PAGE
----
When does a wall become a super-duper storage devise? The answer is easy — when it has been covered with a layer of perforated hardboard. Perforated hardboard is the generic term Peg Board which is what called by it’s first manufacturer. Peg Board was originally designed to accept a few styles of specially made hooks, eyes, brackets and clips, but has evolved into a storage system that includes clips, shelves, storage devices of all shapes and forms and other fixtures and hangars constructed of both metal and plastic. Why perforated board instead of shelves or drawers? Well, for one thing perforated hardboard is versatile and inexpensive, but best of all it is easy to modify. Your storage capability can change as your needs do. Perforated hardboard can be used over the workbench or across from it, in a basement, and even on the inside of a closet door — or any door for that matter.
4 foot x 8 foot sheets are available in two thicknesses — 1/8- and 1/4-inch. If you don’t need such a large piece don’t worry. Some lumber stores offer half- and quarter-sheets, but shop wisely here, the cutting fee for smaller pieces can end up costing almost as much as a whole sheet. Because it is made from hardboard the finished product is brown in color. No, we aren’t suggesting that you paint yours, but you can if you wish. We should note that — depending on the location and use — painting can prove to be an ongoing maintenance headache. The good side is that, if you do choose to paint your perforated hardboard, or any hardboard for that matter, you will find the material to be a very “friendly” easy-to-paint surface — even with the holes. In some areas prefinished sheets are available. But, don’t hold your breath — painted product is not widely available. Painting silhouettes of tools onto the surface is a great idea for schools, business and industry, but we caution you that for a home shop this practice can prove to backfire.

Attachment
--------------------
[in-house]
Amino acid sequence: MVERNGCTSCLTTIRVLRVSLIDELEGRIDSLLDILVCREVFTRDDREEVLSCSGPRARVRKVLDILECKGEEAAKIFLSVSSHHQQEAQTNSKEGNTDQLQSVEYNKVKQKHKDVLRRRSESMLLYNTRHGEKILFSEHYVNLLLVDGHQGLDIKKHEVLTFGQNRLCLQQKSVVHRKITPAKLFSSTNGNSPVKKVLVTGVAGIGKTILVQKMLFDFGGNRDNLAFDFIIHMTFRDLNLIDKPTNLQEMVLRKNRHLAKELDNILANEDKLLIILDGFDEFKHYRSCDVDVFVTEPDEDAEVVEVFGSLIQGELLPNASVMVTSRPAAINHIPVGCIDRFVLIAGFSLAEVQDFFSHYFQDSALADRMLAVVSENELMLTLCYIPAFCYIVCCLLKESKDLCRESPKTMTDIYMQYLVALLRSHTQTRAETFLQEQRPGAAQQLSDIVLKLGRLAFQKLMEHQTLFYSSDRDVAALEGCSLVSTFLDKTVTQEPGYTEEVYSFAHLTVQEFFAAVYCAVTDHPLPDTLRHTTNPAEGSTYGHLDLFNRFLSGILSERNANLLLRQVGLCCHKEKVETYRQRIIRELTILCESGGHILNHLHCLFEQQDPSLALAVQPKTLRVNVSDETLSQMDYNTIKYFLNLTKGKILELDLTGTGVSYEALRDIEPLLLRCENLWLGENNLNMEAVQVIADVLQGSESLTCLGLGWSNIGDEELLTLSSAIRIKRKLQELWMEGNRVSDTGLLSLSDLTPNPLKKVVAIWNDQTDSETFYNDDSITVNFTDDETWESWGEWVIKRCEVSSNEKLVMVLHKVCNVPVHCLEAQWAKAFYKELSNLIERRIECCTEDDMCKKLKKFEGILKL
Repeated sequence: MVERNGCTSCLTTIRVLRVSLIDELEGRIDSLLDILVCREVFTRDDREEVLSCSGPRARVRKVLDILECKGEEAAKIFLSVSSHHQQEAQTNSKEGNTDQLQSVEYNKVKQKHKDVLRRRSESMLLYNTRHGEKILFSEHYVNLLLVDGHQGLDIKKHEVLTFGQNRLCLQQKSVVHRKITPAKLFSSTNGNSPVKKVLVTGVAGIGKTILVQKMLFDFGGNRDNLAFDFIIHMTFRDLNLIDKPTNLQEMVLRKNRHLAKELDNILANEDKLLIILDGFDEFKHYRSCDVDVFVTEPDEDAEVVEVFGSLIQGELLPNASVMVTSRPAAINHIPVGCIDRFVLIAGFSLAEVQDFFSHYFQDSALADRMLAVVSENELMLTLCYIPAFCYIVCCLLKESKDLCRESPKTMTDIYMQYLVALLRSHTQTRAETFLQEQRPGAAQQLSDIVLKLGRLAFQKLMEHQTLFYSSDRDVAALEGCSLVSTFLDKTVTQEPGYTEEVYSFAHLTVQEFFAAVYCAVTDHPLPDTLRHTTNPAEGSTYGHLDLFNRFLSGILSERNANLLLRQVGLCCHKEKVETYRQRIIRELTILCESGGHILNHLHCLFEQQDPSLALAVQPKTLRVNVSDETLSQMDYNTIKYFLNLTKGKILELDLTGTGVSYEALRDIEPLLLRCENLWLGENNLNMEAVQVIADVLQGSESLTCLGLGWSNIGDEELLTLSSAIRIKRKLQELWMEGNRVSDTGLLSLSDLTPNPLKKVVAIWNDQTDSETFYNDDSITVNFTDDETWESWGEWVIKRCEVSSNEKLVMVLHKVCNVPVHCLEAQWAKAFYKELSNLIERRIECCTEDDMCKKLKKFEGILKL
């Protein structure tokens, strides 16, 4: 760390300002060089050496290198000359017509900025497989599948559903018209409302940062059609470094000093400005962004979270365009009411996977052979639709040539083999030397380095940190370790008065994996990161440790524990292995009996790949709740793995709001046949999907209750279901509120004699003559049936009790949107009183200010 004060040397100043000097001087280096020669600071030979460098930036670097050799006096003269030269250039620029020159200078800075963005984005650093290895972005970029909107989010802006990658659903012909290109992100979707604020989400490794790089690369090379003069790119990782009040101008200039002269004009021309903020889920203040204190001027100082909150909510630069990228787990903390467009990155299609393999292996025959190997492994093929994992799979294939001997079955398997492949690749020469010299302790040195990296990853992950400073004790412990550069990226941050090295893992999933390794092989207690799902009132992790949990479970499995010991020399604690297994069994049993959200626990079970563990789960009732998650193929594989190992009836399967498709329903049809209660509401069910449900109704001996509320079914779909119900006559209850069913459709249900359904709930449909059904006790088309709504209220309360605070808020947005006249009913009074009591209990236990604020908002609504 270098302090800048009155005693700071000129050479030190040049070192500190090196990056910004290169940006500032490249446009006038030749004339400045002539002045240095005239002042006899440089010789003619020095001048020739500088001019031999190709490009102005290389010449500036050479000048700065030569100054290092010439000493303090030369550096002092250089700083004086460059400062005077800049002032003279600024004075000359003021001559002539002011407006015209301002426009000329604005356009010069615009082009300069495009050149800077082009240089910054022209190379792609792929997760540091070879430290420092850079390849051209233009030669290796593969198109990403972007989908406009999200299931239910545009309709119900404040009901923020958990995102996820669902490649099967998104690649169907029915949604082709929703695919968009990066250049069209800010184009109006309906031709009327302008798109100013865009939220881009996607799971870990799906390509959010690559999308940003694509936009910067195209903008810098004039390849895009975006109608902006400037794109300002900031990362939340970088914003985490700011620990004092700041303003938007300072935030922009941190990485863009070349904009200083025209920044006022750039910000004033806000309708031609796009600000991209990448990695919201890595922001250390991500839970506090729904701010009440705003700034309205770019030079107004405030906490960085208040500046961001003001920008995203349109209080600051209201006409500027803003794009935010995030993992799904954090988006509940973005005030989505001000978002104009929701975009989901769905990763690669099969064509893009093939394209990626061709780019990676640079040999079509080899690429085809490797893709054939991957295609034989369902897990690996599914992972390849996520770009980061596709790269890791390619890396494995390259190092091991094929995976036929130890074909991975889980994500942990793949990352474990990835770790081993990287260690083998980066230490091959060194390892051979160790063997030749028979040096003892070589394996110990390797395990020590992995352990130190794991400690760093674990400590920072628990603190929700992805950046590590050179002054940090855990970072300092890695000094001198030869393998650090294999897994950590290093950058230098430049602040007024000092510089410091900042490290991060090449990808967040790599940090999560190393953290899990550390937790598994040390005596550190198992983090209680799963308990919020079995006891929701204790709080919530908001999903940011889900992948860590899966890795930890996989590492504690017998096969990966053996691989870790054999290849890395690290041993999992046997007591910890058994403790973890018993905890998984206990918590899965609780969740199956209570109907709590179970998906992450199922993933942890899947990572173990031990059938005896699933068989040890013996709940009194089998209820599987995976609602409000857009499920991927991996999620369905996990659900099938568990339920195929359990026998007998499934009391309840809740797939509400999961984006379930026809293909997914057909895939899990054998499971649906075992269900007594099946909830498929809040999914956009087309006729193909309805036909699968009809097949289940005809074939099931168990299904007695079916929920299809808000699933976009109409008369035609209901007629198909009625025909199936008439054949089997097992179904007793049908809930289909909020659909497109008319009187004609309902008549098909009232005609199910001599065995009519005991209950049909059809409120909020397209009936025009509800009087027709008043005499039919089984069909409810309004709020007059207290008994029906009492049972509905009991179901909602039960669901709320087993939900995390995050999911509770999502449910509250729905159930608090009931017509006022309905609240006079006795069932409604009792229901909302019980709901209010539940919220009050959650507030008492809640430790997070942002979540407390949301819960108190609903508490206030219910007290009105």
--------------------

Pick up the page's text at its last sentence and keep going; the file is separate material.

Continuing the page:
We mentioned that perforated wallboard is available in two different thicknesses, but we didn’t explain that the thicker quarter-inch material is not only more heavy duty. But, the holes are larger allowing for heavier weight accessories. Thicker board — larger and stronger brackets and accessories. Where we currently use quarter-inch board to hang, among other things, a commercial grade electric circular saw, the weight of such a tool would literally tear through eighth-inch board.
We strongly recommend against the use of perforated hardboard outside, guaranteeing a good seal over a highly perforated surface could prove to be nearly impossible. On the other hand, regular hardboard is great outdoors once it has been sealed with a high quality oil base primer and then with one or two finish coats of good quality paint. Canned spray paint works great indoors, but should not be used outdoors.
In the past installation was considerably more difficult than it is today. When we put pegboard over the work bench in the Ark we first framed the area to be covered with half-inch thick wood strips which acted as spacers, thus allowing the hooks on the hardware to fit between the board and the wall. Also, we used Today, installation is made easier by the use of spacing cylinders. The cylinders are three-eighths of an inch to a half-inch long and are slightly larger in diameter the holes in the board. Mounting screws are threaded through a hole in the board (either an existing hole or one that you create), through the hole in the cylinder and then into the wall. The spacers are a big advantage over wood strips because they are considerably less expensive (a few cents compared to several dollars), far easier to install and leave more holes available for use by hardware — placing wood strips at sixteen inch center can eliminate twenty-percent of the holes. If you are a died-in-the-wool super-hard-core do-it-yourselfer you can cut your own spacers from scraps of quarter-inch plastic or metal tubing.
If you are installing a panel on the inside of a closet door be careful to leave an inch margin between the door and the frame at the top and side edges. This clearance prevents the panel from being wedged between the door and the door stop trim in those three locations. You also have to be sure that hooks and hardware used will clear clothing hanging within.
We once created a small “workshop in a closet” using perforated panels and it worked out great. We found that there was no limit to what we could do. There were connectors for practically every use. Then we decided to include a first aid kit. None of the brackets seemed to fit the bill. We ended up using Velcro. We applied one piece to the first aid kit and the other piece to the perforated hardboard. And the rest of the story is that……we aren’t purists!